A mallard measures about 18-27 inches in length and has a wingspan of approximately three feet. They are excellent endurance fliers, flying at sustained speeds of up to 40 miles per hour under their own strength. With a strong prevailing tail wind, they may travel 800 miles in 8 hours. Mallards usually fly at altitudes between 400 to 2,000 feet, but have been spotted much higher and have even got into crashes with commercial airliners above 20,000 feet.

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Mallards choose new mating partners each fall, staying together throughout the winter and into the spring mating season. Once mating season has ended, the male mallard moves away from the female. A female will build a nest out of breast feathers and twigs near a body of water. It will then lay a clutch of as many as 13 eggs and incubates them for a month. Once the ducklings hatch, they are immediately taken to water for safety. Mallard ducklings are precocial, meaning they know how swim and feed right after they are hatched. The ducklings will follow their mother for the next 50 to 60 days, maturing and developing their ability to fly. Male mallards have no involvement in caring for their offspring. Ducks reach breeding age after a year, and can live 5-10 years in the wild.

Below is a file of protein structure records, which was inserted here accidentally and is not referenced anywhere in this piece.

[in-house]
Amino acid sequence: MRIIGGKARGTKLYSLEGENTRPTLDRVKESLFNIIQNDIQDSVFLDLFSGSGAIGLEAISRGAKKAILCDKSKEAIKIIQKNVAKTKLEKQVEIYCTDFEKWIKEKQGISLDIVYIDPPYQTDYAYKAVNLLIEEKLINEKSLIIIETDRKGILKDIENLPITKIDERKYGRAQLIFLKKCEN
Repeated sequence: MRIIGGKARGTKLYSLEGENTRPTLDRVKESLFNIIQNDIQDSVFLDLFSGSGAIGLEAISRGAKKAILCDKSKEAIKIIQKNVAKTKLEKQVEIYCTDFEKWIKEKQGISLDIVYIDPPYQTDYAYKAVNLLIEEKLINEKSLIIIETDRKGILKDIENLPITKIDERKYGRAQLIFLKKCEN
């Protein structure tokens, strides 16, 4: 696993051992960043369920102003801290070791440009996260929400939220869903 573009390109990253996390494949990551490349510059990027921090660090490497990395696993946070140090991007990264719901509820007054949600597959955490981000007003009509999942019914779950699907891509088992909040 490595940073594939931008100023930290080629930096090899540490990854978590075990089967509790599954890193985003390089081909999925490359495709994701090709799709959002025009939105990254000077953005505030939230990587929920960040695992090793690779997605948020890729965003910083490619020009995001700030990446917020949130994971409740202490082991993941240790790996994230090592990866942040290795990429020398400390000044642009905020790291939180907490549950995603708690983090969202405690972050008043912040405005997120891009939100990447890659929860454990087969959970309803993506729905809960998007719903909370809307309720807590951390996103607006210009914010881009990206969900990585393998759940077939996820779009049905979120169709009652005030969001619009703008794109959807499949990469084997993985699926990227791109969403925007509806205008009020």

Painting of a Mallard Duck mother with her ducklings.   

Mallard Duck Facts

  • A common nickname for the male mallard is “greenhead.” A common nickname for the female mallard is “Suzy.”
  • Mallard ducks will usually form pairs in October and November, and will stay in pairs until the end of breeding season, which occurs in early March and extends into late May.
  • Female ducks have a tendency to breed near the place where they were hatched.
  • After mating season, males move away from female ducks to join other males for molting, leaving females to care for the offspring.